A CHILDREN’S nursery in Henley is set to expand under a new owner
A CHILDREN’S nursery in Henley is set to expand under a new owner.
Orchard Farm day nursery in Fair Mile has been taken over by the Old Station Nursery group.
The staff have been kept on but will now be managed by Julie Crake, who was running the group’s nursery at RAF Benson.
Orchard Farm will now care for up to 64 children under five and there are plans to hold holiday clubs for five- to 11-year-olds at the premises.
Mrs Crake said: “This is a setting with lots of outdoor space and as it’s on a farm the children are able to visit and feed animals such as goats, ponies and rabbits.
“The countryside setting is the perfect environment for children to learn, grow and play.”
The Henley nursery is the group’s ninth. It also runs an after-school club and a creche.
Former owners Nick and Carole Gorvin say they are sad to be leaving the nursery, which the couple opened in 2004.
Mrs Gorvin said: “It’s quite a challenging business to run and with all the new legislation we thought it was time to take a break and let a younger, more dynamic company take over.”
The couple plan to re-open their cattery, Cat’s Whiskers, next month. The business used to be situated on the nursery site but will now be based in a converted stable block.
Mrs Gorvin added: “I’m really looking forward to getting back into it as cats have always been my first passion.”
Meanwhile, plans to convert an empty building at the nursery into accommodation have been recommended for refusal by Henley Town Council’s planning committee.
The building, which was last used in 2005/2006, would have three bedrooms under proposals submitted to South Oxfordshire District Council. An earlier planning application was for change of use from storage to a three-bedroom bungalow but this has been amended to staff accommodation.
The Henley Society has recommended the application is refused and neighbours have objected.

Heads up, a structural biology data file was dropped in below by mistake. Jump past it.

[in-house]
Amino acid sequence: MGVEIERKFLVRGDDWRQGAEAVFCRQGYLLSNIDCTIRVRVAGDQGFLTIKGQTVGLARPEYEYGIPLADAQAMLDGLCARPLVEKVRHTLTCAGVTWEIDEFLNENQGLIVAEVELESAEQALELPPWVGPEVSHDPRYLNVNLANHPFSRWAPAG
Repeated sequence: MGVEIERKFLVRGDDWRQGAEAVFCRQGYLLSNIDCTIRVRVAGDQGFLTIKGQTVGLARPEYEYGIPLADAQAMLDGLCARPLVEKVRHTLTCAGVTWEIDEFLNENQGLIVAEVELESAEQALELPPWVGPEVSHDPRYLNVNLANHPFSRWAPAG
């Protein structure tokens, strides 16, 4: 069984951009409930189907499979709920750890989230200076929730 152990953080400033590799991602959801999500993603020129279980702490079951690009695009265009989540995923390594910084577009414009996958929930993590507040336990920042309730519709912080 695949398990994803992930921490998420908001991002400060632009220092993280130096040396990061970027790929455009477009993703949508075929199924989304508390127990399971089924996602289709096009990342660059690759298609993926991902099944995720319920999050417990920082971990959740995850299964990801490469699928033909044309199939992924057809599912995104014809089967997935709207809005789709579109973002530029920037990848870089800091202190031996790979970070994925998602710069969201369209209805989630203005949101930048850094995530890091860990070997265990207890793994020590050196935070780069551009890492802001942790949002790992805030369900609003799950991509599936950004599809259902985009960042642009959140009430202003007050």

Albert and Mary Carter said: “The need for staff bedrooms at a day nursery school stretches the imagination too far.
“If approved, it would set a precedent and could lead to further encroachments to the detriment of this Area of Outstanding Natural Beauty.”
Carole and Raymond Mitchell-Heggs said the development would “consolidate the built-up appearance of the site” and “increase the general activity in the area”.
But Doreen Thatcher, also of Fair Mile, supported the plans. She said: “As it was previously part of the nursery, the change of use would mean a lot less traffic going in and out and as there is a shortage of available accommodation I feel it is a good change of use.”
Mr Gorvin told the committee that the building had seen little use and the application had been devised with the help of the district council.
He added: “It can’t be seen from the road or by any of our neighbours.”
Councillor Martin Akehurst said he shared the concerns of neighbours and feared approving the plans could set a precedent.
Deputy Mayor Stefan Gawrysiak said the application represented “creeping urbanisation” on the outskirts of the town.
But Councillor Laila Meachin said she had no problem with the application since the building wasn’t being used.
Councillor Sam Evans said the conversion would not set a precedent, adding: “It is not changing the outside or the appearance of the building.”
The committee voted by four to three in favour of recommending refusal.